An in-text reference for the above example would read:

(Soros, 1966a)

(Soros, 1966b)

This also applies if there are several authors with the same surname. As an alternative their initials can be included in the citation.

(Soros, G. 1966a) (Soros, G. 1966b) (Soros, M. 1966)

So in the above example, you have sources written by George Soros and also by Manuel Soros. In the full reference list you would list them in alphabetic order.

Where there are several works by one author, published in different years, these should be arranged in chronological order, with the earliest date first.

2.2.6 Books – translations/imprints/reprints

For works which have been translated, the reference should include details of the translator, the suggested elements for such references being:

Author, Initials., Year. Title of book. Translated from (language) by (name of translator, initials first, then surname). Place of publication: Publisher.

Canetti, E., 2001. The voices of Marrakesh: a record of a visit. Translated from German by J.A.Underwood. San Francisco: Arion.

For major works of historic significance, the date of the original work may be included along with the date of the translation:

Kant, I., 1785. Fundamental principles of the metaphysic of morals. Translated by T.K. Abbott., 1988. New York: Prometheus Books.

For works in another language, reference these in the same manner as an English language work but provide a translation. Students should check with their Faculty the validity of including original language works.

For works which are reprints of classic original works, the reference should include details of the original date of the work and reprinting details, the suggested elements for such references being:

Author, Initials., Original Year. Title of book. (Imprint/reprint and then year). Place of publication: Publisher.

Keynes, J.M., 1936. The general theory of employment, interest, and money. Reprint 1988. London: Palgrave Macmillian.

An in-text reference for the above example would read:

(Keynes, 1936)

For classical works which have been abridged or introduced by a noted writer.

Leakey, R.E., 1979. The illustrated origin of species. Reprint of On the Origin of species by Charles Darwin, 1859. Abridged and introduced by Richard E. Leakey. London: Faber and Faber.

An in-text reference for the above example would read:

(Leakey, 1979)

With a recommendation to mention Darwin and the original date in the text, but including Leakey as the in-text citation.

2.2.7 E-books and pdfs

E-books available through the University Library

For e-books accessed through a password protected database from the University Library.

The required elements for a reference are:
Author, Initials., Year. Title of book. [e-book] Place of publication: Publisher.

Followed by Available through: Anglia Ruskin University Library website <http://libweb.anglia.ac.uk> [Accesseddate].

Fishman, R., 2005. The rise and fall of suburbia. [e-book] Chester: Castle Press. Available through: Anglia Ruskin University Library website <http://libweb.anglia.ac.uk> [Accessed 12 May 2010].

Carlsen, J. and Charters, S. eds., 2007. Global wine tourism. [e-book] Wallingford: CABI Pub. Available through: Anglia Ruskin University Library website <http://libweb.anglia.ac.uk> [Accessed 9 June 2008].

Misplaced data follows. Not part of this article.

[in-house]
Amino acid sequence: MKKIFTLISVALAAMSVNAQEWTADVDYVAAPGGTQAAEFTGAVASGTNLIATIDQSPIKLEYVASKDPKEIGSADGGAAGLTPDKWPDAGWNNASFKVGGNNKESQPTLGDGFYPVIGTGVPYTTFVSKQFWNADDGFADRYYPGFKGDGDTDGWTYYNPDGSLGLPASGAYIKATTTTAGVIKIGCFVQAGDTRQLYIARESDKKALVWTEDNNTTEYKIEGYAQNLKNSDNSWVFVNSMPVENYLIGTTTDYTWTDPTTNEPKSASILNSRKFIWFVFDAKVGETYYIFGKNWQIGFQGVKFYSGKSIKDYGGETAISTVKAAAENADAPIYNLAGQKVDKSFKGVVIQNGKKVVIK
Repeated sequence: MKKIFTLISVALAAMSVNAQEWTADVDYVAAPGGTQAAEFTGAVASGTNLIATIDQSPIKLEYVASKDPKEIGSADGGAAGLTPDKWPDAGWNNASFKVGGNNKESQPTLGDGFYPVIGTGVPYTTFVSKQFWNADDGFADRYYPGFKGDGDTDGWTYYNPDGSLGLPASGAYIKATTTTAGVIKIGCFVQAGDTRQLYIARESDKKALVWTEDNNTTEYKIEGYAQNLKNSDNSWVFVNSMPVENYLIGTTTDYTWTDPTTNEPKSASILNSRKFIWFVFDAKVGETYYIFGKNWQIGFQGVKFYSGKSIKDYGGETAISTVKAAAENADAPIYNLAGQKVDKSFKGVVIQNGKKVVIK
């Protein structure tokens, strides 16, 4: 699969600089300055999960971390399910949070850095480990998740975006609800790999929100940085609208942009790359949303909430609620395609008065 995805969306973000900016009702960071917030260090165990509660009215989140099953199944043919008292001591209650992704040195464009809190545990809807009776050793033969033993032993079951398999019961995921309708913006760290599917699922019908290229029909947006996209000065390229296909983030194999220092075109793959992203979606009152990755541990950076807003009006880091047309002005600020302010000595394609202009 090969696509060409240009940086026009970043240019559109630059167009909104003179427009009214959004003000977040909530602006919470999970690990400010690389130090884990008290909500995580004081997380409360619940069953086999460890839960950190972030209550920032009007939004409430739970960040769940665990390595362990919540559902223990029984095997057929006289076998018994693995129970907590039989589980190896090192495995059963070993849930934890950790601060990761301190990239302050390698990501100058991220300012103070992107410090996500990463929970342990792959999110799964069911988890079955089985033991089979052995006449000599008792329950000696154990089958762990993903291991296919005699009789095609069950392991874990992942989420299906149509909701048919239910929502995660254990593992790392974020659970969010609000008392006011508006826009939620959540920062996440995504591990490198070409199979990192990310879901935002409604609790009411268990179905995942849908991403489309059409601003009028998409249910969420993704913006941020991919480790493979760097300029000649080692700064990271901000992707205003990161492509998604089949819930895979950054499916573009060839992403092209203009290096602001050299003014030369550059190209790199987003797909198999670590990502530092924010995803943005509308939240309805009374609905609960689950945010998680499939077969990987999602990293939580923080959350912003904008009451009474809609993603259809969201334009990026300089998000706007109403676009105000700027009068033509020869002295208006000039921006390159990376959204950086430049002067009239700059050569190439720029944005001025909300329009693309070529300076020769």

For an open access e-book freely available over the internet such as through Google books

The required elements for a reference are:

Author, Initials., Year. Title of book. [e-book] Place of publication (if known): Publisher. Followed by Available at: e-book source and web address or URL for the e-book [Accessed date].

Cookson, J. and Church, S. eds., 2007. Leisure and the tourist. [e- book] Wallingford: ABS Publishers. Available at: Google Books <http://booksgoogle.com> [Accessed 9 June 2008].

For an e-book from specific e-readers and other devices such as Kindle or Nook.

The required elements for a reference are:
Author, Initials., Year. Title of book. [e-book type] Place of publication (if available): Publisher. Followed by Available at: e-book source and web address [Accessed date].

Patterson, M., 2012. Lost places in dreams. [Kindle DX version] Transworld Media. Available at: Amazon.co.uk <http://www.amazon.co.uk> [Accessed 9 June 2012].

If you include a quotation from an ebook without page numbers, use the section heading or chapter heading as a guide to locating your quotation, if available.

2.2.8 Pdf documents

For a pdf version of, for example, a Government publication or similar which is freely available:

The required elements for a reference are:
Authorship, Year. Title of document. [type of medium] Place of publication (if known): Publisher. Followed by Available at: include web address or URL for

the actual pdf, where available [Accessed date].

Bank of England, 2008. Inflation Report. [pdf] Bank of England. Available at:
<http://www .bankofengland .c o.uk /pu blic at ions /i nfla tio nrep ort/ir 08n ov. pd f> [Accessed 20 April 2009].

Department of Health, 2008. Health inequalities: progress and next steps. [pdf] London: Department of Health. Available at: <http://www.dh.gov.uk/en/Publicationsandstatistics/Publications/Public ationsPolicyAndGuidance/DH_085307> [Accessed 9 June 2008].

2.2.9 Articles from printed sources – basic journal reference

Use these guidelines for print articles, those you get through InterLibrary Loan, and online articles that have a print equivalent.

The required elements for a reference are:
Author, Initials., Year. Title of article. Full Title of Journal, Volume number (Issue/Part number), Page number(s).

Boughton, J.M., 2002. The Bretton Woods proposal: a brief look. Political Science Quarterly, 42(6), p.564.

Cox, C., 2002. What health care assistants know about clean hands.

Nursing Times, Spring Issue, pp.647-85.

2.2.10 Electronic articles

Reference an e-journal article as print if it is also available in a print version of the journal. This is usually the case where you access an article in pdf format and it uses sequential journal page numbers.

Perry, C., 2001. What health care assistants know about clean hands. Nursing Times, 97(22), pp.63-64.

If you are not sure if there is a print equivalent, add the electronic access information as follows:

2.2.11 Articles from a Library database

For articles accessed through a password protected database from the University Library:

Author, Initials., Year. Title of article. Full Title of Journal, [type of medium] Volume number (Issue/Part number), Page numbers if available. Available through: Anglia Ruskin University Library website <http://libweb.anglia.ac.uk> [Accessed date].